3) So the fairly green (but probably at least a little prepared up by the clan) PC's get unleashed on the world outside of their tribal norms and have to take serous risks and have adventures.  It is in these "out of the usual" adventures that introduce items, abilities, allies, and opportunities to be gained.  If the PC's get enough of these, their characters can progress in power rather quickly.  This is where the stored power, extra spirits, bonuses Rune points, matrix'd weapons, stat enhancing maguffins (Royal Jelly anyone?) come from.  What they get can be anything, but normally I focus on strict "within the rules" benefits to start.   Usually opportunities to "fix" character problems will come up, sometimes without me doing anything in particular.  Really I just make sure that that it is a "rich" world, if they can overcome the challenges. 

4) Extraordinary powers would be the ability to break game rules.  These normally come when the players are ready to step into the role of the new clan War Chief, have rescued the never-returned Chalanna Arroy High Priestess, and are possibly ready to take another go at the problem that defeated their whole clan.  From this point on, they may start to become movers and shakers of the world of Glorantha, locally at first, but maybe more generally as their influence and reach expands.  When they get "stuck" on a major problem here, it is likely a heroquest of some type to come up with an answer.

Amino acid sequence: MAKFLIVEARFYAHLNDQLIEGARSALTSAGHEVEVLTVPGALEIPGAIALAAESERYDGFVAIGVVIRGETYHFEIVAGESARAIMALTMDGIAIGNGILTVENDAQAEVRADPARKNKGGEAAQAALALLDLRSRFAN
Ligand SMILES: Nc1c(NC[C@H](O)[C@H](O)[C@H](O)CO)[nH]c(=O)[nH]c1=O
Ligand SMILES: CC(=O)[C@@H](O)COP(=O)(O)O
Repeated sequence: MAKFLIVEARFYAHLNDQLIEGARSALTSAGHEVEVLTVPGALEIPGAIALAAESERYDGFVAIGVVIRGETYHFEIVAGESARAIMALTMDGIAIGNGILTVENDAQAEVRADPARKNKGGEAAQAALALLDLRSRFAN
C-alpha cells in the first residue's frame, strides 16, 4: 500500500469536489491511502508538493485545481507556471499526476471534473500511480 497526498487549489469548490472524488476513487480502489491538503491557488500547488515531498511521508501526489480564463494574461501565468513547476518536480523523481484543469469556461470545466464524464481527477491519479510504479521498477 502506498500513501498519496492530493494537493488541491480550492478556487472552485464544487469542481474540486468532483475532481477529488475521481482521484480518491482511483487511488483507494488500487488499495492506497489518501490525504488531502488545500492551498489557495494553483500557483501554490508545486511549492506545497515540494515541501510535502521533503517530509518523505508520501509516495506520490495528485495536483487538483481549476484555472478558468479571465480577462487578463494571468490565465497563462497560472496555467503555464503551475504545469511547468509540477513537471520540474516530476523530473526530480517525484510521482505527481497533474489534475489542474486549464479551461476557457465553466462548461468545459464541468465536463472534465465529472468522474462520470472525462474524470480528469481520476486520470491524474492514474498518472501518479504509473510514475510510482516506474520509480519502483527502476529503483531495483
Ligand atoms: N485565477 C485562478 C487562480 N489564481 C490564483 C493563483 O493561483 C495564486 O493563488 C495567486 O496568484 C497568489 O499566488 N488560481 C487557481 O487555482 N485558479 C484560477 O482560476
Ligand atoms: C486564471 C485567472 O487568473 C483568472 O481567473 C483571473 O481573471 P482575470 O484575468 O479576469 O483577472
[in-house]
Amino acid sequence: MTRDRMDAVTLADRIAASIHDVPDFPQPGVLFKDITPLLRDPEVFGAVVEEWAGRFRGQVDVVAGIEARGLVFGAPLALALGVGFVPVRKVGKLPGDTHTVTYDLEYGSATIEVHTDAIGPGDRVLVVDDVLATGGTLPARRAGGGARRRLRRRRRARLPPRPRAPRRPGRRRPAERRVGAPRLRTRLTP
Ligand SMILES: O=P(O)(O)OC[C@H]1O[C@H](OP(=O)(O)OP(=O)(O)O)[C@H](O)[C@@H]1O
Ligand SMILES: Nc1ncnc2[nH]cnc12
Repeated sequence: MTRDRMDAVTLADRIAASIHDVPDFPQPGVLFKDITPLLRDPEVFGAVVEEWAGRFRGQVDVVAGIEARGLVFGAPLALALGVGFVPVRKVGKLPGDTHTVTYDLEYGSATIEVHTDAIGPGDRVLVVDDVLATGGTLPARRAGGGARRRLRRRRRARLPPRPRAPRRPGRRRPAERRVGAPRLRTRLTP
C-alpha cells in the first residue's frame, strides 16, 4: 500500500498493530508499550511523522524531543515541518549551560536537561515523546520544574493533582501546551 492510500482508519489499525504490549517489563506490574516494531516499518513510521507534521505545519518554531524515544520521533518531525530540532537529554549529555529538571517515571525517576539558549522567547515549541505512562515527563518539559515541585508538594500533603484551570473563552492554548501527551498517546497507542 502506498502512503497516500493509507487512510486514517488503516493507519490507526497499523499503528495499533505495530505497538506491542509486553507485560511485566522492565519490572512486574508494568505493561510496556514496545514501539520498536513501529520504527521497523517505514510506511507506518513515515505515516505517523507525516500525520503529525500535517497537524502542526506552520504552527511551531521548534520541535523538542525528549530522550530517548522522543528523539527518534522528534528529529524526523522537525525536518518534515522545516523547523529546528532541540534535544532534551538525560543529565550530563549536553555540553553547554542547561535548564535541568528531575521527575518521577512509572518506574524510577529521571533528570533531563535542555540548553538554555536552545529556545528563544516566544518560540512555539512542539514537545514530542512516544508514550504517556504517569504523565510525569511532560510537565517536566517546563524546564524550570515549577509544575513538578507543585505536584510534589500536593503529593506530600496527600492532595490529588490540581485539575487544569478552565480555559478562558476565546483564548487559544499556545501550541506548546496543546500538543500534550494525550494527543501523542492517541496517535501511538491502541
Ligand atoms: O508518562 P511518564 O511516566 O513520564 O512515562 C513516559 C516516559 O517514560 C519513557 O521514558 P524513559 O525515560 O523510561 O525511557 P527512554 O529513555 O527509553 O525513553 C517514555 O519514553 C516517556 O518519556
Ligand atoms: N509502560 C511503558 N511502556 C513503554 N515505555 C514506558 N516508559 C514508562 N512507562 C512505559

I've only had two campaigns really go this distance, and the amount of playing to get there was considerable (3 to 5 year campaigns) but they were a ton of fun.  If the players start off powerful, I don't think that the world looks quite the same to them.  The initial, almost innocent adventures stealing cows, or negotiating a better price with a malicious stable boy set the world up, establish the daily life and rhythms, and tremendously benefit the richness of the campaign as the players gradually realize that their little bubble is in big trouble, and they have to exceed it, in order to save it.  And that may also have role playing consequences........